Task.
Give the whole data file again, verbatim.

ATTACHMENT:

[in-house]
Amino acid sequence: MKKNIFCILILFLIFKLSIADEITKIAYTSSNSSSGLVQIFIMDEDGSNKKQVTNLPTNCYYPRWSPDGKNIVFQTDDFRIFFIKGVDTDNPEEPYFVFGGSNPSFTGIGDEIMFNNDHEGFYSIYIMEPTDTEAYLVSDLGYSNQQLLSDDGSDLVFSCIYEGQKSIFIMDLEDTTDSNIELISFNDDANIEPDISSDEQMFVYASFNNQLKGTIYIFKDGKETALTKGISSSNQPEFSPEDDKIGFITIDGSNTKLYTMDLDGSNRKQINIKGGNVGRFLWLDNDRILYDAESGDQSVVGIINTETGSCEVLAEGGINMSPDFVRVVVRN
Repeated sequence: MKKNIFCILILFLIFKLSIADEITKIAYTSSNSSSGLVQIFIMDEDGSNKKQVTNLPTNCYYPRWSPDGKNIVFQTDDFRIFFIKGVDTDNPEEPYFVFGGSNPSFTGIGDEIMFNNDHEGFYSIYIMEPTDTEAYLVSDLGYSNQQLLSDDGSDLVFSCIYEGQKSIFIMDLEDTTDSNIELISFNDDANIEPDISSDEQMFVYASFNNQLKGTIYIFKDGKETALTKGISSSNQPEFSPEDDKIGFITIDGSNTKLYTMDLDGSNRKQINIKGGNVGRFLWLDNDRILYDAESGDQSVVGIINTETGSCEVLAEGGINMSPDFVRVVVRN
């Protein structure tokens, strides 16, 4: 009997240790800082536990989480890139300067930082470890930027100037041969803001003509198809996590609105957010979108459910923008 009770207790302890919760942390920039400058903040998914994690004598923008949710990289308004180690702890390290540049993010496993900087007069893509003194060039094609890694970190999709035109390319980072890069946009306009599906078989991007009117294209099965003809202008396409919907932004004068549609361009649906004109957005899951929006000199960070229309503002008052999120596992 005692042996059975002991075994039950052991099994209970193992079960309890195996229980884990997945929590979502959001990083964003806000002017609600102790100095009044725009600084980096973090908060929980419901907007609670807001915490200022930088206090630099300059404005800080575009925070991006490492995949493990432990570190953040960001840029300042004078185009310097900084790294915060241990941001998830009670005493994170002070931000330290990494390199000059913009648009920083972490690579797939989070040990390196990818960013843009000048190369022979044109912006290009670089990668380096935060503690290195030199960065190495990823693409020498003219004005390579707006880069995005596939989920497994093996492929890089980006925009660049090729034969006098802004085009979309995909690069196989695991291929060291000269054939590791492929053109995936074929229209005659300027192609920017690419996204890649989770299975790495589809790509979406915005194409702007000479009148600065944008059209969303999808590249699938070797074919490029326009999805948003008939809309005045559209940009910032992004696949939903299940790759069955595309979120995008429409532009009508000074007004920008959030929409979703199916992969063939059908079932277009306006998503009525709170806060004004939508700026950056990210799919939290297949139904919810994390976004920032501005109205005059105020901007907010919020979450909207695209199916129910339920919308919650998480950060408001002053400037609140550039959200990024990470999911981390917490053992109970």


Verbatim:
[in-house]
Amino acid sequence: MKKNIFCILILFLIFKLSIADEITKIAYTSSNSSSGLVQIFIMDEDGSNKKQVTNLPTNCYYPRWSPDGKNIVFQTDDFRIFFIKGVDTDNPEEPYFVFGGSNPSFTGIGDEIMFNNDHEGFYSIYIMEPTDTEAYLVSDLGYSNQQLLSDDGSDLVFSCIYEGQKSIFIMDLEDTTDSNIELISFNDDANIEPDISSDEQMFVYASFNNQLKGTIYIFKDGKETALTKGISSSNQPEFSPEDDKIGFITIDGSNTKLYTMDLDGSNRKQINIKGGNVGRFLWLDNDRILYDAESGDQSVVGIINTETGSCEVLAEGGINMSPDFVRVVVRN
Repeated sequence: MKKNIFCILILFLIFKLSIADEITKIAYTSSNSSSGLVQIFIMDEDGSNKKQVTNLPTNCYYPRWSPDGKNIVFQTDDFRIFFIKGVDTDNPEEPYFVFGGSNPSFTGIGDEIMFNNDHEGFYSIYIMEPTDTEAYLVSDLGYSNQQLLSDDGSDLVFSCIYEGQKSIFIMDLEDTTDSNIELISFNDDANIEPDISSDEQMFVYASFNNQLKGTIYIFKDGKETALTKGISSSNQPEFSPEDDKIGFITIDGSNTKLYTMDLDGSNRKQINIKGGNVGRFLWLDNDRILYDAESGDQSVVGIINTETGSCEVLAEGGINMSPDFVRVVVRN
């Protein structure tokens, strides 16, 4: 009997240790800082536990989480890139300067930082470890930027100037041969803001003509198809996590609105957010979108459910923008 009770207790302890919760942390920039400058903040998914994690004598923008949710990289308004180690702890390290540049993010496993900087007069893509003194060039094609890694970190999709035109390319980072890069946009306009599906078989991007009117294209099965003809202008396409919907932004004068549609361009649906004109957005899951929006000199960070229309503002008052999120596992 005692042996059975002991075994039950052991099994209970193992079960309890195996229980884990997945929590979502959001990083964003806000002017609600102790100095009044725009600084980096973090908060929980419901907007609670807001915490200022930088206090630099300059404005800080575009925070991006490492995949493990432990570190953040960001840029300042004078185009310097900084790294915060241990941001998830009670005493994170002070931000330290990494390199000059913009648009920083972490690579797939989070040990390196990818960013843009000048190369022979044109912006290009670089990668380096935060503690290195030199960065190495990823693409020498003219004005390579707006880069995005596939989920497994093996492929890089980006925009660049090729034969006098802004085009979309995909690069196989695991291929060291000269054939590791492929053109995936074929229209005659300027192609920017690419996204890649989770299975790495589809790509979406915005194409702007000479009148600065944008059209969303999808590249699938070797074919490029326009999805948003008939809309005045559209940009910032992004696949939903299940790759069955595309979120995008429409532009009508000074007004920008959030929409979703199916992969063939059908079932277009306006998503009525709170806060004004939508700026950056990210799919939290297949139904919810994390976004920032501005109205005059105020901007907010919020979450909207695209199916129910339920919308919650998480950060408001002053400037609140550039959200990024990470999911981390917490053992109970």